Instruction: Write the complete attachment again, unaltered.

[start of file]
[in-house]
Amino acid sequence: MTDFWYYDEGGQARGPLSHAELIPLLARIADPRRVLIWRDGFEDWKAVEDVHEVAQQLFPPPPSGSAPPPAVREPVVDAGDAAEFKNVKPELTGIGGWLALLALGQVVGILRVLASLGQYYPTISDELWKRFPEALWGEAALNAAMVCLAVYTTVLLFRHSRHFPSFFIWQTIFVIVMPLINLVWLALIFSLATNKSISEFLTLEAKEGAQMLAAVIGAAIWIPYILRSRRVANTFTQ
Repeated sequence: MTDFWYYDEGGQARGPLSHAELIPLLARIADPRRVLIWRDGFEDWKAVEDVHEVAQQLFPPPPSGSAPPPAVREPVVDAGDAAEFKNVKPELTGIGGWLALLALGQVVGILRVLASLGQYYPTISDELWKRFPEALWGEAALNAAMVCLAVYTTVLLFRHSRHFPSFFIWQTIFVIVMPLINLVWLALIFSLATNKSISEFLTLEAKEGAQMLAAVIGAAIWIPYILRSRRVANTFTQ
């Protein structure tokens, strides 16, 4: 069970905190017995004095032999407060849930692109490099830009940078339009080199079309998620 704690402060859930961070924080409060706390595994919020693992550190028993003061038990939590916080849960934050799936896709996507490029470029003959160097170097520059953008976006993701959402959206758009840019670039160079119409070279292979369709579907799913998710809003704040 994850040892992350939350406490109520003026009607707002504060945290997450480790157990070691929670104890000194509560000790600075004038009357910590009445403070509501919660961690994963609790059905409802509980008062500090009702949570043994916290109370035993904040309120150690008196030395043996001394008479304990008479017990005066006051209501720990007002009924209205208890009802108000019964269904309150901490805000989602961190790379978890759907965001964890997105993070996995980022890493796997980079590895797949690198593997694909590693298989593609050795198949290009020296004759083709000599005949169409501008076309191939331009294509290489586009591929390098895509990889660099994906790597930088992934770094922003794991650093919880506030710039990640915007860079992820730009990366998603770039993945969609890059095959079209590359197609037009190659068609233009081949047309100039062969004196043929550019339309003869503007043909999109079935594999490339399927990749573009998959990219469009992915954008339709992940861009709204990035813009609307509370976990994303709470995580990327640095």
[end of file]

[in-house]
Amino acid sequence: MTDFWYYDEGGQARGPLSHAELIPLLARIADPRRVLIWRDGFEDWKAVEDVHEVAQQLFPPPPSGSAPPPAVREPVVDAGDAAEFKNVKPELTGIGGWLALLALGQVVGILRVLASLGQYYPTISDELWKRFPEALWGEAALNAAMVCLAVYTTVLLFRHSRHFPSFFIWQTIFVIVMPLINLVWLALIFSLATNKSISEFLTLEAKEGAQMLAAVIGAAIWIPYILRSRRVANTFTQ
Repeated sequence: MTDFWYYDEGGQARGPLSHAELIPLLARIADPRRVLIWRDGFEDWKAVEDVHEVAQQLFPPPPSGSAPPPAVREPVVDAGDAAEFKNVKPELTGIGGWLALLALGQVVGILRVLASLGQYYPTISDELWKRFPEALWGEAALNAAMVCLAVYTTVLLFRHSRHFPSFFIWQTIFVIVMPLINLVWLALIFSLATNKSISEFLTLEAKEGAQMLAAVIGAAIWIPYILRSRRVANTFTQ
């Protein structure tokens, strides 16, 4: 069970905190017995004095032999407060849930692109490099830009940078339009080199079309998620 704690402060859930961070924080409060706390595994919020693992550190028993003061038990939590916080849960934050799936896709996507490029470029003959160097170097520059953008976006993701959402959206758009840019670039160079119409070279292979369709579907799913998710809003704040 994850040892992350939350406490109520003026009607707002504060945290997450480790157990070691929670104890000194509560000790600075004038009357910590009445403070509501919660961690994963609790059905409802509980008062500090009702949570043994916290109370035993904040309120150690008196030395043996001394008479304990008479017990005066006051209501720990007002009924209205208890009802108000019964269904309150901490805000989602961190790379978890759907965001964890997105993070996995980022890493796997980079590895797949690198593997694909590693298989593609050795198949290009020296004759083709000599005949169409501008076309191939331009294509290489586009591929390098895509990889660099994906790597930088992934770094922003794991650093919880506030710039990640915007860079992820730009990366998603770039993945969609890059095959079209590359197609037009190659068609233009081949047309100039062969004196043929550019339309003869503007043909999109079935594999490339399927990749573009998959990219469009992915954008339709992940861009709204990035813009609307509370976990994303709470995580990327640095």